B) Exodus to Conquest (Around 1520BC - 1410BC)
Apart from more genealogy-driven side by side references, I find the way the Ten Commandments placed side by side very useful for study purposes. At a glance, I can see the different emphases given in Exodus 20 and Deuteronomy 5. In trying to understand the differences, readers may still need to go back to the original Bible arrangements and read the contexts. It is important for readers to understand the historical differences between Exodus and Deuteronomy. For example, in the Fourth Commandment, the Israelites are commanded to "remember" while in Deuteronomy, the command is to "observe." Readers need to let the text guide their reading, and not the arrangement to determine their conclusions. In other words, treat the comparison as in invitation toward deeper study of the different biblical contexts.

C) Conquest Through United Kingdom (Around 1410BC - 940BC)

Straight off, I think people unfamiliar with biblical terms may mistake "United Kingdom" as referring to Britain. Of course, we can justify the use on the basis of readers being most likely Christians or people familiar with biblical terms. That said, perhaps, a change of terms may help. Starting with the conquests under Joshua's leadership, the chronology flows with the kingships of Saul, David, and Solomon, incorporating are large chunk of the wisdom books, like Psalms, Ecclesiastes, and Proverbs. Parts of the Pentateuch are included (like Deuteronomy 19:11-13) to show how the cities of refuge are put into practice in Joshua 20. The arrangement of Judges is a little peculiar, with sections being rearranged, such as Judges 17 appearing after Judges 3:6 and having Judges 4 continue at the end of Judges 21. Ruth has cross references to 1 Chronicles as well as Matthew and Luke. The journey through 1 Samuel includes Judges 10 -16 as well as Psalms. I find the way the Psalms are arranged very fascinating because of the historical contexts the arrangement provides. For example, the Psalms of David are included during the life of David as described in the books of Samuel and Chronicles. Sometimes, when I read the Psalms, I wanted to go back to the Davidic narratives to check. The NIVISB conveniently arranges it so that readers can stay within the chronological contexts. Proverbs and the Song of Solomon are largely intact.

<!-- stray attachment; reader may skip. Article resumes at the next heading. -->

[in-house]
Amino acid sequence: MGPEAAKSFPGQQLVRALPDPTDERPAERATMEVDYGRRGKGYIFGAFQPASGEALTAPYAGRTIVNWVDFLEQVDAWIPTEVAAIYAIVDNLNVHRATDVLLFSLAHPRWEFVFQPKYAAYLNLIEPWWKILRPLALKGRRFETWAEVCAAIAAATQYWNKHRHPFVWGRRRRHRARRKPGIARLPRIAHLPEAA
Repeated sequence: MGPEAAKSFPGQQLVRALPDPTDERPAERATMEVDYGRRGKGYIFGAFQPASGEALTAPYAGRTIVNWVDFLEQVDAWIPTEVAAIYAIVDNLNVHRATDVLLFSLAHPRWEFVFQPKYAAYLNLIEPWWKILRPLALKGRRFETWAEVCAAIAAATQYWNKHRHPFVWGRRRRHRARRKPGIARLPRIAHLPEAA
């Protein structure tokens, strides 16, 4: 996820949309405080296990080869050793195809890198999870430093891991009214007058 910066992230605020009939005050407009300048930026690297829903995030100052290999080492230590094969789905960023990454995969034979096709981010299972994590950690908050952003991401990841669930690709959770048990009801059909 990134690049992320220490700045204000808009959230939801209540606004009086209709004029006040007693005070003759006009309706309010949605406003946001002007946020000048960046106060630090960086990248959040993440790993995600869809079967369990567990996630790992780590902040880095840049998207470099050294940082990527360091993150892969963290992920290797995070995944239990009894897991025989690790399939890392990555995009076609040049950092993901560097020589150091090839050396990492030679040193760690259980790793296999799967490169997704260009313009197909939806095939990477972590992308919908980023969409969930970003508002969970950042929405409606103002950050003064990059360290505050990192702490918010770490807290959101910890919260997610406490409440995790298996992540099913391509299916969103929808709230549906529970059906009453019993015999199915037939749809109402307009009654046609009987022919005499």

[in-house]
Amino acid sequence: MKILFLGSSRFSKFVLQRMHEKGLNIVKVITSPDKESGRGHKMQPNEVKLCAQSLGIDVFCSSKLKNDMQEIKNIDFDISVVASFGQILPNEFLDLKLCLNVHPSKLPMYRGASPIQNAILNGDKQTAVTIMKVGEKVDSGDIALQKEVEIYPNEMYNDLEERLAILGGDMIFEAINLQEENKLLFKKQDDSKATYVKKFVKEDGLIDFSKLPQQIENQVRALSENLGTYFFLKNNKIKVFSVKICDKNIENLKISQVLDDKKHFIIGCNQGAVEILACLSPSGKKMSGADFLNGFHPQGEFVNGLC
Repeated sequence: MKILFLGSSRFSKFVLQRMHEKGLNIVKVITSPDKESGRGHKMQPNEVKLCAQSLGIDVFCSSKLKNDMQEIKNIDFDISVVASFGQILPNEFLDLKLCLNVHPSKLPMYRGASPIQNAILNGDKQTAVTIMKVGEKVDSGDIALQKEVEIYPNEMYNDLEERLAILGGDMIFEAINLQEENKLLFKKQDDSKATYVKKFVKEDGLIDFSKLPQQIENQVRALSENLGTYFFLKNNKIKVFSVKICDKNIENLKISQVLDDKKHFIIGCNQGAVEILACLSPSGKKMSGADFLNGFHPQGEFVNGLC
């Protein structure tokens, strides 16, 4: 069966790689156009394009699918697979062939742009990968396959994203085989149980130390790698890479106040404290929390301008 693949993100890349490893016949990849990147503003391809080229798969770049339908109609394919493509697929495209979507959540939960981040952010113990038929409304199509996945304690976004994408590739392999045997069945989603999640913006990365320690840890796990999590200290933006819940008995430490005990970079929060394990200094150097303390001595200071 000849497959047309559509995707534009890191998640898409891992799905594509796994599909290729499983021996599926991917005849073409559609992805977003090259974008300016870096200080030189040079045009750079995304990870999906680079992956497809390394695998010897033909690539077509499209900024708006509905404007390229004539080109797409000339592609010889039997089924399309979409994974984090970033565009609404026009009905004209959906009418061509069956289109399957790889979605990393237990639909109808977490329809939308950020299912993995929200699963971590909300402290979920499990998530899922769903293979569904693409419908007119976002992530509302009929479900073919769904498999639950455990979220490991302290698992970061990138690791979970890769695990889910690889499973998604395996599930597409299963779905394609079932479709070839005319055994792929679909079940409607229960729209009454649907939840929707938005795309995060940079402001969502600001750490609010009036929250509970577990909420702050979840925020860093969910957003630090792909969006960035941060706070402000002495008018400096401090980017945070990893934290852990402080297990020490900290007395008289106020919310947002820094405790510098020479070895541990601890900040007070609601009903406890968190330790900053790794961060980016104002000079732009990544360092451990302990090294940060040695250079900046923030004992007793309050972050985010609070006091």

D) Divided Kingdom and Exile (Around 940BC - 540BC)